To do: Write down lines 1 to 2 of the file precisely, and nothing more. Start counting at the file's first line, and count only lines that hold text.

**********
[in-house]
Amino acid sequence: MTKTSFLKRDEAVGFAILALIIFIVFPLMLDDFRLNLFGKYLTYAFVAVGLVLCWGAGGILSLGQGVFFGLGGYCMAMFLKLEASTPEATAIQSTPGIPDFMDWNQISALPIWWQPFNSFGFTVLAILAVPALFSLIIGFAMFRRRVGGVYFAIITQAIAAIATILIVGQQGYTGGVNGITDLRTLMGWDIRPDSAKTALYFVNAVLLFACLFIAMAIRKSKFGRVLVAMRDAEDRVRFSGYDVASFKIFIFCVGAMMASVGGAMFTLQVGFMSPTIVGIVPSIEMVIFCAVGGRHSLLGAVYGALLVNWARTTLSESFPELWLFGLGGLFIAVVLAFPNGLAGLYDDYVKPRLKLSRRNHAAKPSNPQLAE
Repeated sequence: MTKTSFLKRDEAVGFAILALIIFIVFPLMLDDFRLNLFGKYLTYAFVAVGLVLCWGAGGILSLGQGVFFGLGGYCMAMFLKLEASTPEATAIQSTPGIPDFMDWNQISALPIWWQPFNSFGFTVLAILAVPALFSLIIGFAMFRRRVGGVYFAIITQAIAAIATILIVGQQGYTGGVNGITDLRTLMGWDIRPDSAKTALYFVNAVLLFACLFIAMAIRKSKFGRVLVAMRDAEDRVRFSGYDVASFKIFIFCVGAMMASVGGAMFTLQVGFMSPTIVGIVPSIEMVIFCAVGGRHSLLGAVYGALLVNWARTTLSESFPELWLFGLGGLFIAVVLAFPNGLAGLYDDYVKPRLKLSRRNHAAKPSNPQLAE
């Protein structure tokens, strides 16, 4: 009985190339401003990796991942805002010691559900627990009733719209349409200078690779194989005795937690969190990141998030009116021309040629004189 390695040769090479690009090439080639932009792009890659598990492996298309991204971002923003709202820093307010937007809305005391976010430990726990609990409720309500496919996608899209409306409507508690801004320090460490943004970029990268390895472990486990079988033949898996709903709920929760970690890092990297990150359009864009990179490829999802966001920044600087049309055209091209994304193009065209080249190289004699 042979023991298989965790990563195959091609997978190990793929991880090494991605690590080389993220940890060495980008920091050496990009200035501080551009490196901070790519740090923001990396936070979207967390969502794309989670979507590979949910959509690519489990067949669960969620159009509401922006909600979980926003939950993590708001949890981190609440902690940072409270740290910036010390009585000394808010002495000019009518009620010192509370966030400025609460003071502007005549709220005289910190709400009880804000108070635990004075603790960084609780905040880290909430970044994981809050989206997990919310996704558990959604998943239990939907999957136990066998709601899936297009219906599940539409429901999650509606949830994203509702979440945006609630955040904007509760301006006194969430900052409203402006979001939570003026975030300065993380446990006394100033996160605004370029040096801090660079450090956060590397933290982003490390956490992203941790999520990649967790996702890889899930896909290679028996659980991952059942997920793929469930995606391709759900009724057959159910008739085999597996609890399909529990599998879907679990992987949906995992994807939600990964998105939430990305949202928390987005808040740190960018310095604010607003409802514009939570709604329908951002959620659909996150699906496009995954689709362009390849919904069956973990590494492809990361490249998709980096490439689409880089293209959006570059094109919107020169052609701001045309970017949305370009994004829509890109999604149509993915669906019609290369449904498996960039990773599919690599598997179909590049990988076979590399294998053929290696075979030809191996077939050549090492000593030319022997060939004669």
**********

[in-house]
Amino acid sequence: MTKTSFLKRDEAVGFAILALIIFIVFPLMLDDFRLNLFGKYLTYAFVAVGLVLCWGAGGILSLGQGVFFGLGGYCMAMFLKLEASTPEATAIQSTPGIPDFMDWNQISALPIWWQPFNSFGFTVLAILAVPALFSLIIGFAMFRRRVGGVYFAIITQAIAAIATILIVGQQGYTGGVNGITDLRTLMGWDIRPDSAKTALYFVNAVLLFACLFIAMAIRKSKFGRVLVAMRDAEDRVRFSGYDVASFKIFIFCVGAMMASVGGAMFTLQVGFMSPTIVGIVPSIEMVIFCAVGGRHSLLGAVYGALLVNWARTTLSESFPELWLFGLGGLFIAVVLAFPNGLAGLYDDYVKPRLKLSRRNHAAKPSNPQLAE